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The plot is about a guile young terrorist who is able to blackmail a series of companies by placing home-made radio controlled bombs within the central attraction of amusement parks; roller coasters. The young man played by Timothy Bottoms gives a hard time to the cops after they give him UV marked money. He then wants revenge and places a bomb in a roller coaster at the most important amusement park event of the year. Written by
This is probably my favorite childhood film having seen it 30 times at the theater during the summer of '77 (to put it in perspective I only saw Star Wars 12 times) and it still holds up very well. I'm sure part of that is the nostalgia factor as it seems to capture a time and place(s) pretty well, but there's a bit more to its appeal to me than that. It works because none of the characters are grossly exaggerated caricatures but everyday men with foibles like struggling to quit smoking. The Caulder character is identifiable because of his family and work failings while Bottom's soft-spoken psychopath (which probably would be portrayed as over the top if the movie were to be made now) is much more in tune with an understated realism that most contemporary madmen you see on screen today lack. While the Widmark character of Hoyt is a pretty much by the book portrayal of a federal dick, his sardonic exchanges with Segal lend an heir of authentic, yet begrudging mutual respect. That credit should go to the screenwriters. Henry Fonda's exchanges with Caulder are similar in their edge and that makes for an understanding of what Harry is up against in trying to stop the bomber. Susan Strasberg as Caulder's love interest is sympathetic, and very pretty, but isn't given much screen time outside of being a nanny for Caulder's daughter...a minor complaint to be sure.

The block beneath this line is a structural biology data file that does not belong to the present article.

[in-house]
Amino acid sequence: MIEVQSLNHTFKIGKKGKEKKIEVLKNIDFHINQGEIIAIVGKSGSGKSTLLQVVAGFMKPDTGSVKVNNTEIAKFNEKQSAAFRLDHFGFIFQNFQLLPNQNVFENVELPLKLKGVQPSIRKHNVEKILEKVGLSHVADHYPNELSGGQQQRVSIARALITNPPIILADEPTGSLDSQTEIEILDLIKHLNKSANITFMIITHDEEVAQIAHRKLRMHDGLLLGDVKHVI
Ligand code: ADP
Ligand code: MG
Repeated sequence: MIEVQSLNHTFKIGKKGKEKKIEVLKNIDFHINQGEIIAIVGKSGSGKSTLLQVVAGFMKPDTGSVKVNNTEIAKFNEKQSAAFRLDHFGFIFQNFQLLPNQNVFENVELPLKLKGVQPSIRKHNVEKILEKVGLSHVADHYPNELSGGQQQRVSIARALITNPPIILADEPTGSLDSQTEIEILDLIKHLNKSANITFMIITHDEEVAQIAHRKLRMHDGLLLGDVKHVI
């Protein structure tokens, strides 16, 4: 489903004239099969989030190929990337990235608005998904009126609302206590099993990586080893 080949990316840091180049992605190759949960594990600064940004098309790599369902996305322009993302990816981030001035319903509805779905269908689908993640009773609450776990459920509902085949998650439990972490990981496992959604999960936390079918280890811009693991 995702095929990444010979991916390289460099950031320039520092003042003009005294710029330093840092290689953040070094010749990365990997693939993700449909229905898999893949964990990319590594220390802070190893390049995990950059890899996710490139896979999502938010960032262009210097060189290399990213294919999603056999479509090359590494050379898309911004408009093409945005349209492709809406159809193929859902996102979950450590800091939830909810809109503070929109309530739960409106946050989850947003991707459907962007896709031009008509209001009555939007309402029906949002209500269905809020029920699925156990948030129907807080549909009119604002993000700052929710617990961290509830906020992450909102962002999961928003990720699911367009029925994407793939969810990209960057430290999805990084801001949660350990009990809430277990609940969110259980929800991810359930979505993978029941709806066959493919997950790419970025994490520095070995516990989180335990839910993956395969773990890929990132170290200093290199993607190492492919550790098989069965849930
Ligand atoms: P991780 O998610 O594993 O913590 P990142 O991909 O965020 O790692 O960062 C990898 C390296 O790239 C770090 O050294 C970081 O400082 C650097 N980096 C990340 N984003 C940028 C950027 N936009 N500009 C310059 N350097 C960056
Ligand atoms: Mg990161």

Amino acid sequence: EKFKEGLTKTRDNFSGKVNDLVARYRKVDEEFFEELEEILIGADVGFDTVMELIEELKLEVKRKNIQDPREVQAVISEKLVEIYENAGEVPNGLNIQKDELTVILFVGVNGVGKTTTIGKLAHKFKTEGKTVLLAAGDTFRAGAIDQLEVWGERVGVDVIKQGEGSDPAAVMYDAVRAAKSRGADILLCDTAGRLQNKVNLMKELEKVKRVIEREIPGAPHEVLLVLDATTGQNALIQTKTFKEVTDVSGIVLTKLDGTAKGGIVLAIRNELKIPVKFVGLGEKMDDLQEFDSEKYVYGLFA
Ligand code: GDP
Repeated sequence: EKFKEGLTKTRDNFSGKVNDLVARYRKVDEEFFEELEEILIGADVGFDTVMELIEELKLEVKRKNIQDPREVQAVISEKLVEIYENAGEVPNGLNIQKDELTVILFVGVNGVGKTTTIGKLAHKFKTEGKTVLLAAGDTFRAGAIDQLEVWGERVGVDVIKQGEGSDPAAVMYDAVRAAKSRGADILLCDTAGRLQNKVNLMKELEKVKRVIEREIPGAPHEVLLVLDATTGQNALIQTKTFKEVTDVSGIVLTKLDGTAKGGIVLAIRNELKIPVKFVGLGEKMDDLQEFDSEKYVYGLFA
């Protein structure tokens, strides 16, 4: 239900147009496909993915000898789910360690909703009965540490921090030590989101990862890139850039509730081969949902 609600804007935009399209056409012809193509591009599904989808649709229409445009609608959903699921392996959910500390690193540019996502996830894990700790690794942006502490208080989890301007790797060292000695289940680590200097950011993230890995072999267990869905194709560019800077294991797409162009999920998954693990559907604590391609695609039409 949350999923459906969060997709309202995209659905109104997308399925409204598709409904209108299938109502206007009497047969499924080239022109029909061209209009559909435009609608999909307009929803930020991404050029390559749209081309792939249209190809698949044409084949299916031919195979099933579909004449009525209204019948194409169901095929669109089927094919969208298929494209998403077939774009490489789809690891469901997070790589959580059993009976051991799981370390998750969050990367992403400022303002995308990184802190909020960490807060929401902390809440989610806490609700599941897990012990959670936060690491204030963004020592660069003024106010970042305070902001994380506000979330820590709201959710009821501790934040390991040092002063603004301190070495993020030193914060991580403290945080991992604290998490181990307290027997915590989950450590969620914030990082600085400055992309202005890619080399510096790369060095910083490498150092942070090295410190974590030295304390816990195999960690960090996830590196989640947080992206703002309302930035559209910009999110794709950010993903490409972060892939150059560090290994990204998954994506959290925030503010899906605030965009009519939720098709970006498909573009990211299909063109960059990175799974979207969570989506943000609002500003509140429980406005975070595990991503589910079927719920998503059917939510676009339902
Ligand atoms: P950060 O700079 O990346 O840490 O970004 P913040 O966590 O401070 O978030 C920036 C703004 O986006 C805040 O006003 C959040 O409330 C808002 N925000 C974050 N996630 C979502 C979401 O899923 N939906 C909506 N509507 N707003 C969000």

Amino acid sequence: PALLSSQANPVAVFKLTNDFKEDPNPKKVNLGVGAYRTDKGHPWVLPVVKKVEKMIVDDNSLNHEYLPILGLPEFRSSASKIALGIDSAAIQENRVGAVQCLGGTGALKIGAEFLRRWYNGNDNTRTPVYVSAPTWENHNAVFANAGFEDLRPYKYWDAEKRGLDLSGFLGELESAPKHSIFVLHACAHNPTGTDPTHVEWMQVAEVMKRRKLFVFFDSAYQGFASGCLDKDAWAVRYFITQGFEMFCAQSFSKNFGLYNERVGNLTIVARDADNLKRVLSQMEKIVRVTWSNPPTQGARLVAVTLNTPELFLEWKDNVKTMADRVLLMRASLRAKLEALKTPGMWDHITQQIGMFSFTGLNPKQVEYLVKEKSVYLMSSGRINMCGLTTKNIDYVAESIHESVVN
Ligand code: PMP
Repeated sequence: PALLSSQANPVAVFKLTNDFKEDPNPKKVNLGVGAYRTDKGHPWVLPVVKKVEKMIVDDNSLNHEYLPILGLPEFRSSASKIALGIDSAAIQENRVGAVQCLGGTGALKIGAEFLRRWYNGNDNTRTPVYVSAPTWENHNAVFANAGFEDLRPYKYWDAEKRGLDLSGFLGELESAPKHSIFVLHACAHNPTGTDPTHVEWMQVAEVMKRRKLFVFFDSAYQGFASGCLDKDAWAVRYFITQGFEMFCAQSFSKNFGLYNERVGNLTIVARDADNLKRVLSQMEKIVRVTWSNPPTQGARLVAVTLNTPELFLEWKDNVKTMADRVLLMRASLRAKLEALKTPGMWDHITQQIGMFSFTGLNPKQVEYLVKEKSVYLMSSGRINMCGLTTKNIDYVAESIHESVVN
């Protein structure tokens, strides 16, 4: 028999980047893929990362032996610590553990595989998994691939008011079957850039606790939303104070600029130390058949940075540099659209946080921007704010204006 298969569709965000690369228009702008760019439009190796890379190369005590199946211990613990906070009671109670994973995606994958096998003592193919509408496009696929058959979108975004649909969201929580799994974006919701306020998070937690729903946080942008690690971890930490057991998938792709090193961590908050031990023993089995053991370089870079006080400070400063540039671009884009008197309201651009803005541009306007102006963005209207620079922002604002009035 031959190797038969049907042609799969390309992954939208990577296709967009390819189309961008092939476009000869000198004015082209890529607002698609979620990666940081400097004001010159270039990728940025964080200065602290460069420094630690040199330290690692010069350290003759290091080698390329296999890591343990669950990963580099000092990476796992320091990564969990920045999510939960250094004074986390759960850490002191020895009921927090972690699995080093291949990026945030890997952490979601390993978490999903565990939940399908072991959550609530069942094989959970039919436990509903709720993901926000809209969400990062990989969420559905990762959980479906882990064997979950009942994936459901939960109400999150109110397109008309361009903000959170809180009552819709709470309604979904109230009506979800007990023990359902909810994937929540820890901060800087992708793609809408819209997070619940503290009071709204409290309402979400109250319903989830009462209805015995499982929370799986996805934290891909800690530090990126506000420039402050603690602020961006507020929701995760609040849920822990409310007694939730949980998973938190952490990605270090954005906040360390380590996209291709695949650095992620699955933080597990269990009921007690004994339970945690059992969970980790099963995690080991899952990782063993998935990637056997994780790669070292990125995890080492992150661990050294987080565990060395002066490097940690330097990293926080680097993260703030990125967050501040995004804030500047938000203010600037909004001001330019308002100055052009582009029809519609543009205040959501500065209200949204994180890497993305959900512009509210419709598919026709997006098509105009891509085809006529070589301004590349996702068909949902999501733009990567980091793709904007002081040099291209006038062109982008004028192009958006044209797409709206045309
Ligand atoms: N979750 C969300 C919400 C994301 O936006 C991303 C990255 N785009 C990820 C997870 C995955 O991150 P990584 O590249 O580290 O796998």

After Roller-coaster came down from my long since demolished local three screen multiplex and had its initial HBO run it sadly all but seemed to disappear from my life, outside of an occasional run on late night TV during the eighties, but reappeared in 1998 when I stumbled upon a VHS copy from a company called GOODTIMES at a Tower Record store in Seattle. I was ecstatic. I still pull it off the shelf every once in awhile to remind myself that some of the minor films of the seventies that weren't appreciated in their day deserve another view.
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